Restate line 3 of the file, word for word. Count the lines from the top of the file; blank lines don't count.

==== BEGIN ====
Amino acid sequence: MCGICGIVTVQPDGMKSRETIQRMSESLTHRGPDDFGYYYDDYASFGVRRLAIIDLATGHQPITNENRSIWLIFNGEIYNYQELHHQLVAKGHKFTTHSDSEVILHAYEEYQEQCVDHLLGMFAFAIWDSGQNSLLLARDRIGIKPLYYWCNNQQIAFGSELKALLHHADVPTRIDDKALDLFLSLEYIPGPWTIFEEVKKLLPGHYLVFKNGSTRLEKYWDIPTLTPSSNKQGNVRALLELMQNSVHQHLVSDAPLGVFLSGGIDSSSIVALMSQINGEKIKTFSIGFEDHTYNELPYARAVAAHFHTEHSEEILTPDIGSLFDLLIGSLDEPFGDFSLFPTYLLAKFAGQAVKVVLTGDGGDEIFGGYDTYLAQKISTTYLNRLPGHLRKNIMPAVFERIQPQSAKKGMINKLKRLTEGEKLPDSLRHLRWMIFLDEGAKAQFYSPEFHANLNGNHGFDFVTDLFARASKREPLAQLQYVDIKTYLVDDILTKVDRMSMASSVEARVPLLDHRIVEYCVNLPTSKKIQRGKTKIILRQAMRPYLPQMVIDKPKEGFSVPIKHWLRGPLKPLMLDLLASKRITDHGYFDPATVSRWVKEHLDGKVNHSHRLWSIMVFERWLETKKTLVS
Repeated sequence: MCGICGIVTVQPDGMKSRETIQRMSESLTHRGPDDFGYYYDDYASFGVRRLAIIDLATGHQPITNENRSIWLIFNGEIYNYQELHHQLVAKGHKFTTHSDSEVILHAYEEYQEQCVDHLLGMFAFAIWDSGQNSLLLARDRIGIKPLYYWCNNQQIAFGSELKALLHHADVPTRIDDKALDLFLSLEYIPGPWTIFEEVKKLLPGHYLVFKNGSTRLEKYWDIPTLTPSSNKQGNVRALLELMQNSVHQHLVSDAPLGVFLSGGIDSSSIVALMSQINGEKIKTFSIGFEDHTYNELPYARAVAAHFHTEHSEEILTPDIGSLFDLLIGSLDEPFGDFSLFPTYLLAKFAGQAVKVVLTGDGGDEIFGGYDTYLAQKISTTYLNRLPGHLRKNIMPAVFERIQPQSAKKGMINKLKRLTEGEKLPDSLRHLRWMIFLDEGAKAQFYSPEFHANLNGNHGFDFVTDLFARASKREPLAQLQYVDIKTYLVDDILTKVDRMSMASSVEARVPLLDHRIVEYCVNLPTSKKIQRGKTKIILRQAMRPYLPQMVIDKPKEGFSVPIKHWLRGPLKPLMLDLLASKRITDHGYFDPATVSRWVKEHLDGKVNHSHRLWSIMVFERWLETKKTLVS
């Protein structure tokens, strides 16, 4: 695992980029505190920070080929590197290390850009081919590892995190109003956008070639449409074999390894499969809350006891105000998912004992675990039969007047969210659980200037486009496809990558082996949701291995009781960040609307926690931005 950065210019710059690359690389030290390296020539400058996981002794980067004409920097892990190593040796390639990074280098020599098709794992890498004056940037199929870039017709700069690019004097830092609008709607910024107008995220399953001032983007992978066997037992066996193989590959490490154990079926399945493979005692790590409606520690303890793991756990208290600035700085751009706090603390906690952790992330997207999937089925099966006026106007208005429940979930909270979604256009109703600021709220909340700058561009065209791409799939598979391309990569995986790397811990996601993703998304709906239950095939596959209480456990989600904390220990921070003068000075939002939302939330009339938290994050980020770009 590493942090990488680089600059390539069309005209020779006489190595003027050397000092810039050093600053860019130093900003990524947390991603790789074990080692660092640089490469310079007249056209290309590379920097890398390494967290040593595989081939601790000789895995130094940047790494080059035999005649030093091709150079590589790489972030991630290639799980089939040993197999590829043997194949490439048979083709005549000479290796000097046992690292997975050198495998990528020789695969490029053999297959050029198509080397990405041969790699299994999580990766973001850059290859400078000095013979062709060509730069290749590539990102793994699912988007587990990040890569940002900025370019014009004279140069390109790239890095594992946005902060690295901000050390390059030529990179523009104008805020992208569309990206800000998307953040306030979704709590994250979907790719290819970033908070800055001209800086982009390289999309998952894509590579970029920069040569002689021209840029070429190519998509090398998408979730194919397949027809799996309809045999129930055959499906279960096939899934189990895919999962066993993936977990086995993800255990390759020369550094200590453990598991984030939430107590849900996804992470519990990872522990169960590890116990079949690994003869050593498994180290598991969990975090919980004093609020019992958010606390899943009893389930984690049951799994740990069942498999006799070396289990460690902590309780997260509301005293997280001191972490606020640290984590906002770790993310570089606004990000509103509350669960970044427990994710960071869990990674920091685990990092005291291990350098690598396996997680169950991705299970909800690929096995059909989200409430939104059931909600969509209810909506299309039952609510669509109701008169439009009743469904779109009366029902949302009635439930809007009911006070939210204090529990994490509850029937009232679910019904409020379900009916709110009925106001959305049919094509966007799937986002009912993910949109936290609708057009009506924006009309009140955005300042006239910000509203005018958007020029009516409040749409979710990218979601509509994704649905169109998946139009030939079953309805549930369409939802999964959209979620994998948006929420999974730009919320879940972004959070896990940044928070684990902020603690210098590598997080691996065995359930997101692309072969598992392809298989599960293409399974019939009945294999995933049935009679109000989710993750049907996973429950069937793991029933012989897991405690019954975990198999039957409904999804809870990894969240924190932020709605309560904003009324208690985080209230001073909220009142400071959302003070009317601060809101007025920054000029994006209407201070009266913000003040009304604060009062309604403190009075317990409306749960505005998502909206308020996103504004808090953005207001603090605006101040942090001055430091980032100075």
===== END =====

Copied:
């Protein structure tokens, strides 16, 4: 695992980029505190920070080929590197290390850009081919590892995190109003956008070639449409074999390894499969809350006891105000998912004992675990039969007047969210659980200037486009496809990558082996949701291995009781960040609307926690931005 950065210019710059690359690389030290390296020539400058996981002794980067004409920097892990190593040796390639990074280098020599098709794992890498004056940037199929870039017709700069690019004097830092609008709607910024107008995220399953001032983007992978066997037992066996193989590959490490154990079926399945493979005692790590409606520690303890793991756990208290600035700085751009706090603390906690952790992330997207999937089925099966006026106007208005429940979930909270979604256009109703600021709220909340700058561009065209791409799939598979391309990569995986790397811990996601993703998304709906239950095939596959209480456990989600904390220990921070003068000075939002939302939330009339938290994050980020770009 590493942090990488680089600059390539069309005209020779006489190595003027050397000092810039050093600053860019130093900003990524947390991603790789074990080692660092640089490469310079007249056209290309590379920097890398390494967290040593595989081939601790000789895995130094940047790494080059035999005649030093091709150079590589790489972030991630290639799980089939040993197999590829043997194949490439048979083709005549000479290796000097046992690292997975050198495998990528020789695969490029053999297959050029198509080397990405041969790699299994999580990766973001850059290859400078000095013979062709060509730069290749590539990102793994699912988007587990990040890569940002900025370019014009004279140069390109790239890095594992946005902060690295901000050390390059030529990179523009104008805020992208569309990206800000998307953040306030979704709590994250979907790719290819970033908070800055001209800086982009390289999309998952894509590579970029920069040569002689021209840029070429190519998509090398998408979730194919397949027809799996309809045999129930055959499906279960096939899934189990895919999962066993993936977990086995993800255990390759020369550094200590453990598991984030939430107590849900996804992470519990990872522990169960590890116990079949690994003869050593498994180290598991969990975090919980004093609020019992958010606390899943009893389930984690049951799994740990069942498999006799070396289990460690902590309780997260509301005293997280001191972490606020640290984590906002770790993310570089606004990000509103509350669960970044427990994710960071869990990674920091685990990092005291291990350098690598396996997680169950991705299970909800690929096995059909989200409430939104059931909600969509209810909506299309039952609510669509109701008169439009009743469904779109009366029902949302009635439930809007009911006070939210204090529990994490509850029937009232679910019904409020379900009916709110009925106001959305049919094509966007799937986002009912993910949109936290609708057009009506924006009309009140955005300042006239910000509203005018958007020029009516409040749409979710990218979601509509994704649905169109998946139009030939079953309805549930369409939802999964959209979620994998948006929420999974730009919320879940972004959070896990940044928070684990902020603690210098590598997080691996065995359930997101692309072969598992392809298989599960293409399974019939009945294999995933049935009679109000989710993750049907996973429950069937793991029933012989897991405690019954975990198999039957409904999804809870990894969240924190932020709605309560904003009324208690985080209230001073909220009142400071959302003070009317601060809101007025920054000029994006209407201070009266913000003040009304604060009062309604403190009075317990409306749960505005998502909206308020996103504004808090953005207001603090605006101040942090001055430091980032100075």